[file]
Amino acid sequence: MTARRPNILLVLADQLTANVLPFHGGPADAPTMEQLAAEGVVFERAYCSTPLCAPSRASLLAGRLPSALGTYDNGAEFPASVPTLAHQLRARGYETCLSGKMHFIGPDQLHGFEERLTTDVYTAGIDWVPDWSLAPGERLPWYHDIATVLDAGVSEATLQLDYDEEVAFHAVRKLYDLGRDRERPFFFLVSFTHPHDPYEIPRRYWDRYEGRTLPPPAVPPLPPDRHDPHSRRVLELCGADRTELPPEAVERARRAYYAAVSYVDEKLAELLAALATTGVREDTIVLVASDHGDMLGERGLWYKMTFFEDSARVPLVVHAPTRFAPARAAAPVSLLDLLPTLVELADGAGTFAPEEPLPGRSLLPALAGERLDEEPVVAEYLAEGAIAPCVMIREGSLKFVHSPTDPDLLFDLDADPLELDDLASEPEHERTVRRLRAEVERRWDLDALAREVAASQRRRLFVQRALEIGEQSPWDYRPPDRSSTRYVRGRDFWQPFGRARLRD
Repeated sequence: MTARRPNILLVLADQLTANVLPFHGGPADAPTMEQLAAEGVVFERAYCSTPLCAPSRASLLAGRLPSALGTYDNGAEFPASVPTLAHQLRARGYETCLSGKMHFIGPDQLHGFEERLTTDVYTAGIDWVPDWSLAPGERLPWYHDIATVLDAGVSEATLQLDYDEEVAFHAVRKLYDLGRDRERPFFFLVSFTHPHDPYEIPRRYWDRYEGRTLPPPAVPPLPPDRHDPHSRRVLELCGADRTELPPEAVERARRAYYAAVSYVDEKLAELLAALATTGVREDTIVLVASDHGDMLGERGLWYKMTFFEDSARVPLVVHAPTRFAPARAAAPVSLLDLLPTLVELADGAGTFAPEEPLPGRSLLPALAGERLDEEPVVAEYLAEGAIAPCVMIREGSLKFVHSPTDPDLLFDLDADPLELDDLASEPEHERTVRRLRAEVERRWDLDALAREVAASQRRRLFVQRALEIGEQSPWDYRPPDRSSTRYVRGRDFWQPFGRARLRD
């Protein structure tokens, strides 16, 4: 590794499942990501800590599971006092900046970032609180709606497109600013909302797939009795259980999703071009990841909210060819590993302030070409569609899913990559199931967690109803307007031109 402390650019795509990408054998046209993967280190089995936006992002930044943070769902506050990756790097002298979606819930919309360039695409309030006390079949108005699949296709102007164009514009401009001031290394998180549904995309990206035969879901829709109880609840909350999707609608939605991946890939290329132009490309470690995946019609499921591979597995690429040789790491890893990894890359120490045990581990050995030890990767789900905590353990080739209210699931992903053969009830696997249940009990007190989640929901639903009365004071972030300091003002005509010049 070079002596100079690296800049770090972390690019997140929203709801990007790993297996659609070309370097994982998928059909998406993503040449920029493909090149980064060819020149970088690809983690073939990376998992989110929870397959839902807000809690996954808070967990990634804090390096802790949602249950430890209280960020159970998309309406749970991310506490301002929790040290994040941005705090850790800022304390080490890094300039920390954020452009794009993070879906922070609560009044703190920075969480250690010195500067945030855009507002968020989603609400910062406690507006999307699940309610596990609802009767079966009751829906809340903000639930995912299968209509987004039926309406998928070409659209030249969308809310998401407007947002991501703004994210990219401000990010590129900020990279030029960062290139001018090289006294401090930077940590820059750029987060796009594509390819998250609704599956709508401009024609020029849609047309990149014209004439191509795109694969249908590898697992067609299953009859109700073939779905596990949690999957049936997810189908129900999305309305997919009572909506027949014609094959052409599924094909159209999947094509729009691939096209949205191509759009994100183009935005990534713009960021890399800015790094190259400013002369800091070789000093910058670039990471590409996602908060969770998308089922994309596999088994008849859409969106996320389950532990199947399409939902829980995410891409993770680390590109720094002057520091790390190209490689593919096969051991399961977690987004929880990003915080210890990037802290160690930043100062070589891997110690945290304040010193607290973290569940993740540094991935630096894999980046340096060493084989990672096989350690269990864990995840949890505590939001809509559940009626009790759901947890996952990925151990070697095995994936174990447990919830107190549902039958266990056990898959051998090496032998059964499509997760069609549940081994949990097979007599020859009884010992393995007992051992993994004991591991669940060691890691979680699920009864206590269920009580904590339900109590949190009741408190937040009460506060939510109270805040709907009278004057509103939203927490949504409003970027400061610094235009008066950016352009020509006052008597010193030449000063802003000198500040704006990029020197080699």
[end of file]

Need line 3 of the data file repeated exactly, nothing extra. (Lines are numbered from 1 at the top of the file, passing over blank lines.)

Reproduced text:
């Protein structure tokens, strides 16, 4: 590794499942990501800590599971006092900046970032609180709606497109600013909302797939009795259980999703071009990841909210060819590993302030070409569609899913990559199931967690109803307007031109 402390650019795509990408054998046209993967280190089995936006992002930044943070769902506050990756790097002298979606819930919309360039695409309030006390079949108005699949296709102007164009514009401009001031290394998180549904995309990206035969879901829709109880609840909350999707609608939605991946890939290329132009490309470690995946019609499921591979597995690429040789790491890893990894890359120490045990581990050995030890990767789900905590353990080739209210699931992903053969009830696997249940009990007190989640929901639903009365004071972030300091003002005509010049 070079002596100079690296800049770090972390690019997140929203709801990007790993297996659609070309370097994982998928059909998406993503040449920029493909090149980064060819020149970088690809983690073939990376998992989110929870397959839902807000809690996954808070967990990634804090390096802790949602249950430890209280960020159970998309309406749970991310506490301002929790040290994040941005705090850790800022304390080490890094300039920390954020452009794009993070879906922070609560009044703190920075969480250690010195500067945030855009507002968020989603609400910062406690507006999307699940309610596990609802009767079966009751829906809340903000639930995912299968209509987004039926309406998928070409659209030249969308809310998401407007947002991501703004994210990219401000990010590129900020990279030029960062290139001018090289006294401090930077940590820059750029987060796009594509390819998250609704599956709508401009024609020029849609047309990149014209004439191509795109694969249908590898697992067609299953009859109700073939779905596990949690999957049936997810189908129900999305309305997919009572909506027949014609094959052409599924094909159209999947094509729009691939096209949205191509759009994100183009935005990534713009960021890399800015790094190259400013002369800091070789000093910058670039990471590409996602908060969770998308089922994309596999088994008849859409969106996320389950532990199947399409939902829980995410891409993770680390590109720094002057520091790390190209490689593919096969051991399961977690987004929880990003915080210890990037802290160690930043100062070589891997110690945290304040010193607290973290569940993740540094991935630096894999980046340096060493084989990672096989350690269990864990995840949890505590939001809509559940009626009790759901947890996952990925151990070697095995994936174990447990919830107190549902039958266990056990898959051998090496032998059964499509997760069609549940081994949990097979007599020859009884010992393995007992051992993994004991591991669940060691890691979680699920009864206590269920009580904590339900109590949190009741408190937040009460506060939510109270805040709907009278004057509103939203927490949504409003970027400061610094235009008066950016352009020509006052008597010193030449000063802003000198500040704006990029020197080699």